- By Administrator
- Posted February 20, 2017, 5:09 pm
Helene Mulholland of The Guardian newspaper, interviewed shadow social care minister, Barbara Keeley, and the following article was published on 7 February, 2017.
Chronic underfunding means that even basic needs for the most vulnerable are not being met, says shadow social care minister Barbara Keeley
Ask Barbara Keeley what keeps her awake at night and Labour’s shadow cabinet member for mental health and social care will tell you it’s the stories of people in “heartrending” situations whose care is being cut.
For equitable and sustainable social care we need a dedicated tax
She cites the case of a man in his 80s who has been told the NHS continuing care he has received for the past six years will stop; the two paid carers will be gone, with the expectation that his wife, also in her 80s, will look after a husband who is completely immobile, incontinent, and cannot communicate or eat or drink without help. Keeley fears that such scenarios are set to increase if the funding shortfall in adult social care continues because councils and clinical commissioning groups (CCGs) “can really only get into rationing now”.
“If you are a council, if you are a CCG, looking at paying NHS continuing care and you have to make cuts this year – quite a lot of councils have to make cuts this year – you are going to have to cut the care of people who are already receiving it, and that is tragic.” Adult social care has risen up the political agenda after years of consecutive austerity cuts coupled with rising demand for services. Myriad warnings from a slew of organisations have been issued about growing levels of unmet need, struggling social care providers and the additional strain placed on NHS services and informal carers.
The Local Government Association, meanwhile, warned that severe underfunding was putting councils at risk of not being able to provide the help older and disabled people need with basic tasks – as stipulated in the 2014 Care Act. Not surprisingly, Keeley says much of her focus since taking up the post five months ago has been on adult social care.
The government needs to bring forward £700m of social care money earmarked for 2019-20 to fund home or residential care, Keeley argues, so that older people aren’t kept in hospital unnecessarily. “They’ve allocated the funding, so they should bring it forward – because the crisis is now,” she says.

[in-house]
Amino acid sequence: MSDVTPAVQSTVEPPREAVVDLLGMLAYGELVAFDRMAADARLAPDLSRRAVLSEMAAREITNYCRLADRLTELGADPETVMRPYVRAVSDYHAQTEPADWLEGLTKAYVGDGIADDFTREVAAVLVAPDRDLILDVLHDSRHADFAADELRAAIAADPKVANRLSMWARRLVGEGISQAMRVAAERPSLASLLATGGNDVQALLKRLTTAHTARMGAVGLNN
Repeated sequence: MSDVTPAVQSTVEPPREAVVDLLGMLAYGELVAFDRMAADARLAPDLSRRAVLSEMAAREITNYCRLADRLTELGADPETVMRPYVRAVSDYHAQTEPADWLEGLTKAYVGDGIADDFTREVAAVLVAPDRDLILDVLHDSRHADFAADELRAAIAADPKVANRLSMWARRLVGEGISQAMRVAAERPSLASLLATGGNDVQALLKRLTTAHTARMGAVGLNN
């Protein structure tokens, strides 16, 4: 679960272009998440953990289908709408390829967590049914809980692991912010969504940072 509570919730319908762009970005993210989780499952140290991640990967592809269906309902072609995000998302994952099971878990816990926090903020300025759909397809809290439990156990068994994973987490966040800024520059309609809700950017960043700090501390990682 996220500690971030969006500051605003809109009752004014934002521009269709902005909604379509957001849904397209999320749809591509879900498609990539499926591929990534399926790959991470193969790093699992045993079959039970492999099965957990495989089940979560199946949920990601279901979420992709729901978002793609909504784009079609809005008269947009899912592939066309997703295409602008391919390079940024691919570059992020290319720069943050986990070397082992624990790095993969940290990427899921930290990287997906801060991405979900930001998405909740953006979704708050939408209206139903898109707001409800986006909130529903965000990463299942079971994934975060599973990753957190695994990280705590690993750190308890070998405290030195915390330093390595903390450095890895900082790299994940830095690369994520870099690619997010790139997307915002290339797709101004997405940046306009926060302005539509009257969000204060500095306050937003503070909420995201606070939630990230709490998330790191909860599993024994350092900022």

Keeley, MP for Worsley and Eccles South in Greater Manchester, believes forcing councils to plug the shortfall through a tax on local property values rather than on the basis of need is not the way to tackle the issue. “It clearly isn’t fair to create an even bigger postcode lottery where the level of service you can get depends on where you live,” she says.
It isn’t fair to create an even bigger postcode lottery where the level of service you can get depends on where you live.
Junior health minister David Mowat said last week that people with elderly parents had a responsibility to look after them, just as parents do their children. Keeley retorts that one million people over 65 don’t have children; moreover, three million family members in the UK are already juggling work and caring responsibilities, she says, with the peak age for caring being the 50-64 age bracket. “If you’re saying that caring is the responsibility of individuals in families, you have to think through how they are meant to juggle work with that.”
The Care Co-Operative’s view is:
It is perfectly obvious that existing methods of funding care are unfair and place an enormous burden on vulnerable people and their families. Self-funders (as they are known) help care providers maintain their services’ financial viability and stay afloat. Care providers recognise the value that self- funders bring to their business and, through our service, are willing to acknowledge it by offering them discounts on what they would normally be asked to pay.